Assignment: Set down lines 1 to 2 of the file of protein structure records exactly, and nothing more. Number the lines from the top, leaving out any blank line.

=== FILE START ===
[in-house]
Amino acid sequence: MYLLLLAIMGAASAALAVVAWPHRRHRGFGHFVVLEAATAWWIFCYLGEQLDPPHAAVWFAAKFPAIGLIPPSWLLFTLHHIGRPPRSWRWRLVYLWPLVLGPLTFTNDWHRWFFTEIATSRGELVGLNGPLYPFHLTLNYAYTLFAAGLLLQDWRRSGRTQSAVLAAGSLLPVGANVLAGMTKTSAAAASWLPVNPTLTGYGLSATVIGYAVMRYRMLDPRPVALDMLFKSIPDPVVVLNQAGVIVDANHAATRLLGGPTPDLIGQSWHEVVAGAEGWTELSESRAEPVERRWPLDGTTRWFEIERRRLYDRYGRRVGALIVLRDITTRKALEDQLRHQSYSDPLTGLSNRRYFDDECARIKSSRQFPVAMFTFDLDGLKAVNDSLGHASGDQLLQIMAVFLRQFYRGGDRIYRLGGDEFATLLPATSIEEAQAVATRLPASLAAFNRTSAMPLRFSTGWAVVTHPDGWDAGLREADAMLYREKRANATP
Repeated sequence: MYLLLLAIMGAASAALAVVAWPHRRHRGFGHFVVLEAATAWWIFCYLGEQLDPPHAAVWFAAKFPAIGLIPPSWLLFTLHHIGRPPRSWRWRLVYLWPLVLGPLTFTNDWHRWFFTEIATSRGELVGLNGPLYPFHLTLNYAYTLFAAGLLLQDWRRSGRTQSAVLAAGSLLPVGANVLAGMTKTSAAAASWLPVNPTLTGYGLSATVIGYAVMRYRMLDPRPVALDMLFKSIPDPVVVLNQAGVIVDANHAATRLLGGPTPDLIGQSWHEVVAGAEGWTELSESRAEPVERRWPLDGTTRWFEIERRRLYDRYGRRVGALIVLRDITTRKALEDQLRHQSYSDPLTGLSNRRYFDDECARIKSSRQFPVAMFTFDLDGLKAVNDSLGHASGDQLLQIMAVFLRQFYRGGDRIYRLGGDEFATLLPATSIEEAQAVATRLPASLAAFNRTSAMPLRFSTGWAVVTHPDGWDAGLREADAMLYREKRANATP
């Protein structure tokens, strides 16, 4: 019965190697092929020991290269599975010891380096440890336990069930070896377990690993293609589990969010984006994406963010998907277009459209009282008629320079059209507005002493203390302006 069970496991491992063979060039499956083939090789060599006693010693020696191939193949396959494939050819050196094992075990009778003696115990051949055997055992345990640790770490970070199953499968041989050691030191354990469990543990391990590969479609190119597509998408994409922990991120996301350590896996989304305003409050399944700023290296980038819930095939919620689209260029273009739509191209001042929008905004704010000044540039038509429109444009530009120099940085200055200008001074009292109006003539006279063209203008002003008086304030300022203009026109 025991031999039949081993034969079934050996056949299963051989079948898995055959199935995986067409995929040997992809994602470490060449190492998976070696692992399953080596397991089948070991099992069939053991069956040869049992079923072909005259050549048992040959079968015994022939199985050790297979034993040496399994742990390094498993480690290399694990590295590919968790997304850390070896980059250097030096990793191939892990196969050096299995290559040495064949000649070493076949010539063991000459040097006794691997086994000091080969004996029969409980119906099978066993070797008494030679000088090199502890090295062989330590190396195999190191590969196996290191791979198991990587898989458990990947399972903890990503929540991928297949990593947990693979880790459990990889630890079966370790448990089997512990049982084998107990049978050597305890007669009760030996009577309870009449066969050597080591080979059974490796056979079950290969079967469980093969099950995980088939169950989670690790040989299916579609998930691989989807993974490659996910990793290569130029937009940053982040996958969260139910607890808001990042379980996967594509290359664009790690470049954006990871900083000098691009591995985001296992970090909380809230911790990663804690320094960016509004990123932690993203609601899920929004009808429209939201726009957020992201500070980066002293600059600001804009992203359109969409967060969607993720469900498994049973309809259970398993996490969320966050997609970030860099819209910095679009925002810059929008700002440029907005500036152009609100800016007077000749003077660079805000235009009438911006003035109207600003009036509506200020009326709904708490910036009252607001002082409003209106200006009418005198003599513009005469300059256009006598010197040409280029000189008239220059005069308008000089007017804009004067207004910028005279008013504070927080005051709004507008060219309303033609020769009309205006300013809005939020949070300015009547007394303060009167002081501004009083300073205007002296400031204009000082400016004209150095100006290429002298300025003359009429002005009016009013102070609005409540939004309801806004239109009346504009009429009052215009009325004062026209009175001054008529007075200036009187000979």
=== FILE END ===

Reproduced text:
[in-house]
Amino acid sequence: MYLLLLAIMGAASAALAVVAWPHRRHRGFGHFVVLEAATAWWIFCYLGEQLDPPHAAVWFAAKFPAIGLIPPSWLLFTLHHIGRPPRSWRWRLVYLWPLVLGPLTFTNDWHRWFFTEIATSRGELVGLNGPLYPFHLTLNYAYTLFAAGLLLQDWRRSGRTQSAVLAAGSLLPVGANVLAGMTKTSAAAASWLPVNPTLTGYGLSATVIGYAVMRYRMLDPRPVALDMLFKSIPDPVVVLNQAGVIVDANHAATRLLGGPTPDLIGQSWHEVVAGAEGWTELSESRAEPVERRWPLDGTTRWFEIERRRLYDRYGRRVGALIVLRDITTRKALEDQLRHQSYSDPLTGLSNRRYFDDECARIKSSRQFPVAMFTFDLDGLKAVNDSLGHASGDQLLQIMAVFLRQFYRGGDRIYRLGGDEFATLLPATSIEEAQAVATRLPASLAAFNRTSAMPLRFSTGWAVVTHPDGWDAGLREADAMLYREKRANATP